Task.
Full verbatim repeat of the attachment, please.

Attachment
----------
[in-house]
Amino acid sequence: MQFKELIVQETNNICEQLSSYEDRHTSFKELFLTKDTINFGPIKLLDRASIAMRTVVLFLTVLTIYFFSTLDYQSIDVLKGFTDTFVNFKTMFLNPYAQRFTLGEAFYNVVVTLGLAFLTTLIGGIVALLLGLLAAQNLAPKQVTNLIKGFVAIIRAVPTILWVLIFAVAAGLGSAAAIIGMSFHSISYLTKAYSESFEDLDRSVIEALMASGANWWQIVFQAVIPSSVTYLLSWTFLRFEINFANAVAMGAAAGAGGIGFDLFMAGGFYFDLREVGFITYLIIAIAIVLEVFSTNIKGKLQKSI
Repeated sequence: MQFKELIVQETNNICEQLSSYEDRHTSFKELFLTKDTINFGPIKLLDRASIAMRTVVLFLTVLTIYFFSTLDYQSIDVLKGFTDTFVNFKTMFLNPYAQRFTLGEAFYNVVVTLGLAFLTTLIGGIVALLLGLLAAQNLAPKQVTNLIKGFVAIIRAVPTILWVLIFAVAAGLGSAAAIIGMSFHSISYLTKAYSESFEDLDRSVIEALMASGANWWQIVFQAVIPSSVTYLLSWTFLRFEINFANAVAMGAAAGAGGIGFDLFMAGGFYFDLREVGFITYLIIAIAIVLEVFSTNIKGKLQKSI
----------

[in-house]
Amino acid sequence: MQFKELIVQETNNICEQLSSYEDRHTSFKELFLTKDTINFGPIKLLDRASIAMRTVVLFLTVLTIYFFSTLDYQSIDVLKGFTDTFVNFKTMFLNPYAQRFTLGEAFYNVVVTLGLAFLTTLIGGIVALLLGLLAAQNLAPKQVTNLIKGFVAIIRAVPTILWVLIFAVAAGLGSAAAIIGMSFHSISYLTKAYSESFEDLDRSVIEALMASGANWWQIVFQAVIPSSVTYLLSWTFLRFEINFANAVAMGAAAGAGGIGFDLFMAGGFYFDLREVGFITYLIIAIAIVLEVFSTNIKGKLQKSI
Repeated sequence: MQFKELIVQETNNICEQLSSYEDRHTSFKELFLTKDTINFGPIKLLDRASIAMRTVVLFLTVLTIYFFSTLDYQSIDVLKGFTDTFVNFKTMFLNPYAQRFTLGEAFYNVVVTLGLAFLTTLIGGIVALLLGLLAAQNLAPKQVTNLIKGFVAIIRAVPTILWVLIFAVAAGLGSAAAIIGMSFHSISYLTKAYSESFEDLDRSVIEALMASGANWWQIVFQAVIPSSVTYLLSWTFLRFEINFANAVAMGAAAGAGGIGFDLFMAGGFYFDLREVGFITYLIIAIAIVLEVFSTNIKGKLQKSI